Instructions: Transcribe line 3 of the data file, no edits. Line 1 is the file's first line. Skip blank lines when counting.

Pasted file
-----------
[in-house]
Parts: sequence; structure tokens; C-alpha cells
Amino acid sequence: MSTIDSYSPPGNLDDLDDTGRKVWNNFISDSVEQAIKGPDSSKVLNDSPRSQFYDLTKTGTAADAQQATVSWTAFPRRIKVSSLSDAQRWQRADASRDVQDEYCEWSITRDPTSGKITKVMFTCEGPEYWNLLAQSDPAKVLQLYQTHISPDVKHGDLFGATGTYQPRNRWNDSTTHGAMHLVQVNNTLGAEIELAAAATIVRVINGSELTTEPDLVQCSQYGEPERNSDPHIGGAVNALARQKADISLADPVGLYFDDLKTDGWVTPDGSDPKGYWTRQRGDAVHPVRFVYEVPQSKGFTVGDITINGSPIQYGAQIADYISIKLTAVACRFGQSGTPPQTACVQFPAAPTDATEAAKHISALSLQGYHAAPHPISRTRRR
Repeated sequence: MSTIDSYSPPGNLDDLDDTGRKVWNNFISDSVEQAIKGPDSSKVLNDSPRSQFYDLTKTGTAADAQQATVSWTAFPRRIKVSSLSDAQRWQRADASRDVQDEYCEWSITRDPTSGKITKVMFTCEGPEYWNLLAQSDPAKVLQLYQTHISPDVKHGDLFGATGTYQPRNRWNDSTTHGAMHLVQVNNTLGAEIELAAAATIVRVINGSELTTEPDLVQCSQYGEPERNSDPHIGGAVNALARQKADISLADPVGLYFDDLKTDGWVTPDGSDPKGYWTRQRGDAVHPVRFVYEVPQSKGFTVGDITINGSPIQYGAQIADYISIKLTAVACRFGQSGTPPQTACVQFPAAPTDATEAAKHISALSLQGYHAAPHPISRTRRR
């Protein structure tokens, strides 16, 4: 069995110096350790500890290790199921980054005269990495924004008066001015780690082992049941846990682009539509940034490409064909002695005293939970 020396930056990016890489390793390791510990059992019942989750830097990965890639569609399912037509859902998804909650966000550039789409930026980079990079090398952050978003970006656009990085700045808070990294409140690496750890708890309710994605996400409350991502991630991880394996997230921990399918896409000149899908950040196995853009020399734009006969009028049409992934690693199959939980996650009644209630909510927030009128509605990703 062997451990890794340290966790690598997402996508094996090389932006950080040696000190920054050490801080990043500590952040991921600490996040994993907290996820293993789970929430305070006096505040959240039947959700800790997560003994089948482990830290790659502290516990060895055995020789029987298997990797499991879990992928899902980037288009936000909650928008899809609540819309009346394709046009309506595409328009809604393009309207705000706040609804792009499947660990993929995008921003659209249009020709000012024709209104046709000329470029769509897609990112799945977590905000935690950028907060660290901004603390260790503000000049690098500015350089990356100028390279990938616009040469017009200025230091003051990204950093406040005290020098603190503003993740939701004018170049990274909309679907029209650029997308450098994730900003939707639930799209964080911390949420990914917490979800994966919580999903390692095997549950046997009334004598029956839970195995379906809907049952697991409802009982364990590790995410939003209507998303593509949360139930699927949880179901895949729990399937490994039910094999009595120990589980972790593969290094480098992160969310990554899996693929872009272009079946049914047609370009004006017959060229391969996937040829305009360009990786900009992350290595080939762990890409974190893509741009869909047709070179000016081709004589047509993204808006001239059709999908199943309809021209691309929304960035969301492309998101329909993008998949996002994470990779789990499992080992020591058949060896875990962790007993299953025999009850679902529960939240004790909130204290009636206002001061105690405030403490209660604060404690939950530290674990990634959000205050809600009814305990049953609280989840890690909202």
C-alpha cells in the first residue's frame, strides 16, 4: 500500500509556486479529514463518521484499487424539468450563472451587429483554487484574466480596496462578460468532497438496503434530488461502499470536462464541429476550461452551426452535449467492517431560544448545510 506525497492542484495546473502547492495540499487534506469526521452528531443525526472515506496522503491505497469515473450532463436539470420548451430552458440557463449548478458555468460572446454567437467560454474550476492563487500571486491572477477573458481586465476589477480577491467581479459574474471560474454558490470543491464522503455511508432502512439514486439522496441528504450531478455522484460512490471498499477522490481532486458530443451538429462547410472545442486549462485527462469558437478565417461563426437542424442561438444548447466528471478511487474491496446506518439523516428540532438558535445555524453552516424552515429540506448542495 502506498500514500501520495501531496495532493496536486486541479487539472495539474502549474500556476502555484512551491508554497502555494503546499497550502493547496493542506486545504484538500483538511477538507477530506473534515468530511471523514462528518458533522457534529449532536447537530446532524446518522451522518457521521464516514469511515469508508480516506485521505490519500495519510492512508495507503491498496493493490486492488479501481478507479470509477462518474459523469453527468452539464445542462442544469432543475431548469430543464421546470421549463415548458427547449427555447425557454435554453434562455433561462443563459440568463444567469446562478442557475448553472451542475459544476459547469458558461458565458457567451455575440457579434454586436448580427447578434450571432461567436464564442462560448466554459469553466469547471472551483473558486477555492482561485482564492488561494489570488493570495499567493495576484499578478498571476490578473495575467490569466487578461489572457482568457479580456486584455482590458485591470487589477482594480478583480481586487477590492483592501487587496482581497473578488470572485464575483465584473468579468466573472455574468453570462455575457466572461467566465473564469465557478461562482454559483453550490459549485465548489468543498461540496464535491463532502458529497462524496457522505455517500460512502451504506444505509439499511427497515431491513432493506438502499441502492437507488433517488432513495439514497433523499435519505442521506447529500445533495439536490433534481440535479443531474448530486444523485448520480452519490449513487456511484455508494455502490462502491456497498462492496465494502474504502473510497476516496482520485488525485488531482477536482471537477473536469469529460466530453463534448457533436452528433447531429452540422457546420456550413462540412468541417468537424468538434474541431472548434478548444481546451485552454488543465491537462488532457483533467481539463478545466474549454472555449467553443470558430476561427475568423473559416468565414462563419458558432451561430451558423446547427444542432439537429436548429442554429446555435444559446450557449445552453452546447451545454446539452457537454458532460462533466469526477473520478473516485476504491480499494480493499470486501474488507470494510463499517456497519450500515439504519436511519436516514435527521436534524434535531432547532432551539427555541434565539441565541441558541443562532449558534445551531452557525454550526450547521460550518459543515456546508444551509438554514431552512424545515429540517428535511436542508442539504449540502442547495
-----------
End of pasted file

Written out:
Amino acid sequence: MSTIDSYSPPGNLDDLDDTGRKVWNNFISDSVEQAIKGPDSSKVLNDSPRSQFYDLTKTGTAADAQQATVSWTAFPRRIKVSSLSDAQRWQRADASRDVQDEYCEWSITRDPTSGKITKVMFTCEGPEYWNLLAQSDPAKVLQLYQTHISPDVKHGDLFGATGTYQPRNRWNDSTTHGAMHLVQVNNTLGAEIELAAAATIVRVINGSELTTEPDLVQCSQYGEPERNSDPHIGGAVNALARQKADISLADPVGLYFDDLKTDGWVTPDGSDPKGYWTRQRGDAVHPVRFVYEVPQSKGFTVGDITINGSPIQYGAQIADYISIKLTAVACRFGQSGTPPQTACVQFPAAPTDATEAAKHISALSLQGYHAAPHPISRTRRR